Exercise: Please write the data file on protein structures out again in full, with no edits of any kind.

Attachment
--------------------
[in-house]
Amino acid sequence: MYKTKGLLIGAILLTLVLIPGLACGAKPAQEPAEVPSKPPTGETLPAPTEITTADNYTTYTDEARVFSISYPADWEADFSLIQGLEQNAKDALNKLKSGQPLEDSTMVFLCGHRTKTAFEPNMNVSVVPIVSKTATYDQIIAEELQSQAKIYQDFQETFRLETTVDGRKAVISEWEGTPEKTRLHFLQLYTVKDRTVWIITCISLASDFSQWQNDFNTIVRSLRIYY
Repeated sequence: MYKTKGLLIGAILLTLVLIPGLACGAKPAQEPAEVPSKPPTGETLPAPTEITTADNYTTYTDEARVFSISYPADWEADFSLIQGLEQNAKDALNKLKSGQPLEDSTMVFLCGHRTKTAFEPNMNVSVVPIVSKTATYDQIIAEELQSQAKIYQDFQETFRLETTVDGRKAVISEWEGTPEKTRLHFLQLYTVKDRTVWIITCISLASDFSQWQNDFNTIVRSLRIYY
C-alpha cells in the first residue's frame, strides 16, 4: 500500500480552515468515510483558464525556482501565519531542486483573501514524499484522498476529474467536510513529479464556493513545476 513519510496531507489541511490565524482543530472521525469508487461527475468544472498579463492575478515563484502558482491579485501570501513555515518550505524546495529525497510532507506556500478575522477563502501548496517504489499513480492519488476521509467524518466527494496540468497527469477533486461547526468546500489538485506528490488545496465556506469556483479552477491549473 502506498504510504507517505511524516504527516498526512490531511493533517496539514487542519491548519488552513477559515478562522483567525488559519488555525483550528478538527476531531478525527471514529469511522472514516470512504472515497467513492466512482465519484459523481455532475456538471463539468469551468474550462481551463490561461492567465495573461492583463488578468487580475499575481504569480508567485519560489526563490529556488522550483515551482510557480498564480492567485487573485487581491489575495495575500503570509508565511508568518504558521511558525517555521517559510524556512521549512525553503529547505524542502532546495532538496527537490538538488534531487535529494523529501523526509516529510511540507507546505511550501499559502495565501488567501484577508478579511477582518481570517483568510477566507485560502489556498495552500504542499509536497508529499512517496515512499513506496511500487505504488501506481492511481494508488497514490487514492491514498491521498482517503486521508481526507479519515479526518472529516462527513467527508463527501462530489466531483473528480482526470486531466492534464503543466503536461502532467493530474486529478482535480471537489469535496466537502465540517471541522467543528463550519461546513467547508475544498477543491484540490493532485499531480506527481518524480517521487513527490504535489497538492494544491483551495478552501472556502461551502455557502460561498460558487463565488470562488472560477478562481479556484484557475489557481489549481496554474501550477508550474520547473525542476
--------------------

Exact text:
[in-house]
Amino acid sequence: MYKTKGLLIGAILLTLVLIPGLACGAKPAQEPAEVPSKPPTGETLPAPTEITTADNYTTYTDEARVFSISYPADWEADFSLIQGLEQNAKDALNKLKSGQPLEDSTMVFLCGHRTKTAFEPNMNVSVVPIVSKTATYDQIIAEELQSQAKIYQDFQETFRLETTVDGRKAVISEWEGTPEKTRLHFLQLYTVKDRTVWIITCISLASDFSQWQNDFNTIVRSLRIYY
Repeated sequence: MYKTKGLLIGAILLTLVLIPGLACGAKPAQEPAEVPSKPPTGETLPAPTEITTADNYTTYTDEARVFSISYPADWEADFSLIQGLEQNAKDALNKLKSGQPLEDSTMVFLCGHRTKTAFEPNMNVSVVPIVSKTATYDQIIAEELQSQAKIYQDFQETFRLETTVDGRKAVISEWEGTPEKTRLHFLQLYTVKDRTVWIITCISLASDFSQWQNDFNTIVRSLRIYY
C-alpha cells in the first residue's frame, strides 16, 4: 500500500480552515468515510483558464525556482501565519531542486483573501514524499484522498476529474467536510513529479464556493513545476 513519510496531507489541511490565524482543530472521525469508487461527475468544472498579463492575478515563484502558482491579485501570501513555515518550505524546495529525497510532507506556500478575522477563502501548496517504489499513480492519488476521509467524518466527494496540468497527469477533486461547526468546500489538485506528490488545496465556506469556483479552477491549473 502506498504510504507517505511524516504527516498526512490531511493533517496539514487542519491548519488552513477559515478562522483567525488559519488555525483550528478538527476531531478525527471514529469511522472514516470512504472515497467513492466512482465519484459523481455532475456538471463539468469551468474550462481551463490561461492567465495573461492583463488578468487580475499575481504569480508567485519560489526563490529556488522550483515551482510557480498564480492567485487573485487581491489575495495575500503570509508565511508568518504558521511558525517555521517559510524556512521549512525553503529547505524542502532546495532538496527537490538538488534531487535529494523529501523526509516529510511540507507546505511550501499559502495565501488567501484577508478579511477582518481570517483568510477566507485560502489556498495552500504542499509536497508529499512517496515512499513506496511500487505504488501506481492511481494508488497514490487514492491514498491521498482517503486521508481526507479519515479526518472529516462527513467527508463527501462530489466531483473528480482526470486531466492534464503543466503536461502532467493530474486529478482535480471537489469535496466537502465540517471541522467543528463550519461546513467547508475544498477543491484540490493532485499531480506527481518524480517521487513527490504535489497538492494544491483551495478552501472556502461551502455557502460561498460558487463565488470562488472560477478562481479556484484557475489557481489549481496554474501550477508550474520547473525542476